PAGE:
Motiga’s Gigantic feels a little like this and a little like that. It’s part MOBA, part arena-battler, and, with its character advancement system, even feels a little like an MMORPG. I don’t know what it is, but I know I liked it when I got a chance to try it out at PAX South.
The goal of the game is to defeat your opponent’s guardian, a – well, gigantic – monster that occasionally rampages through the battlefield, creating havoc in its wake. At various points in the match, guardians will become vulnerable to attack, and sometimes even clash with each other. It’s during those moments of weakness that players tend to converge, either on the attack or on defense, providing high-action points interspersed throughout the battle.
You could take that premise and apply it to just about any style of game, but what sets Gigantic apart is its diverse roster of characters, the customizations available to those characters, and how players of any stripe can find something they like. As we were setting up for our press demo, I heard the “something for everyone” speech and winced a little. The demoers specifically called out various types of games and made suggestions for what character you should pick if you liked that style of game.
I went with Uncle Sven, a full-bodied alchemist who I’d been amused by in a demo video. My handler explained that he was primarily a support character, perfect for someone who likes that role in an MMO. Sven’s attacks tend to be AoE-based, again good for MMO players like myself who might not be all that proficient at shooters – just aim in the general direction of your enemies and you’ll score at least some damage.
I got the hang of Uncle Sven pretty quickly, even skillfully managing the arc on his basic attack, a tossed potion projectile. As the match progressed, I was able to choose which of his skills to power up and in what direction I wanted to enhance those powers. For instance, one upgrade allowed Sven’s basic attack to do AoE damage, further compensating for my mediocre aim and putting up lots of red numbers over enemies during close-fought fights when several enemies were clustered together. Sven can also lay down a healing field, but as I found that allies weren’t staying in it for long, I improved it to deliver a heal-over-time after they left; if I was working with allies on voice chat, I might have gone for something that increased its basic healing capacity. In general, I leaned toward increasing Sven’s damage output, especially with his AoEs, but I also could have given preferential treatment to his support capabilities.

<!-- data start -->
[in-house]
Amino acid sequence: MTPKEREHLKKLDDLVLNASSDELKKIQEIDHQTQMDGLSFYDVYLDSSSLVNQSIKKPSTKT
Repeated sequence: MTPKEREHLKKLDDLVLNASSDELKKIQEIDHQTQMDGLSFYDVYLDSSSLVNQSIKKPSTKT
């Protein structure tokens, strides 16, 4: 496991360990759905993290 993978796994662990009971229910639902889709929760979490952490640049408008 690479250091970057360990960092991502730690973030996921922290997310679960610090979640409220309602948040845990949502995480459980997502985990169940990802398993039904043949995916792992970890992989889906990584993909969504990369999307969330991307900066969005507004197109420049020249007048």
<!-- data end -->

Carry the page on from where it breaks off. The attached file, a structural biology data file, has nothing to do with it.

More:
In my second match, I played as HK-206, a rolling gun-toting robot that can root himself and deploy as essentially an immobile gun platform. I went down the line of enhancing that style of play, with regeneration and extra armor, making his deployment mode even stronger. Or, my handler explained to me, I could have played HK-206 with more of a “run and gun” mentality, eschewing the deployment stance for better mobility and damage. Contrary to Uncle Sven, playing HK-206 felt more like a shooter, with his automatic-fire main attack.
Normally, I’m not a big fan of games, primarily MOBAs, that have you upgrade your characters in-game, but I think a lot of that stems from having so many choices that you need a website just to try and figure out how to competently build your character. In Gigantic, the choices are quite a bit easier to figure out and are directly related to each skill. If you like using a skill, like Sven’s AoE attack or HK-206’s turret stance, you can upgrade it – simple as that.
So how well did Gigantic live up to its “something for everyone” pitch? Pretty well, I thought. I chose probably two of the most unusual characters, so I can’t speak to how well the others stand out, but there’s probably enough room for characters of all play styles. There are 14 characters in the game right now, so even if each just had two choices for how to “build” each one, that would be 28 options. And the thing is, even in a game that has a million options, only a few are really viable, so all the extra choices don’t really lead to a whole lot more build variety. I like Motiga’s approach to Gigantic just fine, and think it’s a great way to go if you’re looking to create a title that’s more about in-game action than out-of-game research.
And I’m loving the character and environment designs. When I first heard about Gigantic about six months ago, I noted it and moved on. Then the hype for Blizzard’s Overwatch hit. Now, I can’t help feel that Gigantic looks (and maybe plays) like Overwatch… or Overwatch looks like Gigantic, I’m not sure which. Gigantic might be a bit more cartoony and stylized, with its non-human characters and wacky animations, but I wouldn’t be surprised if the two games wound up being very similar in terms of how they play and the kind of audience they attract.
Gigantic is currently in alpha, and you can learn more about the game and sign up for testing on the Gigantic website.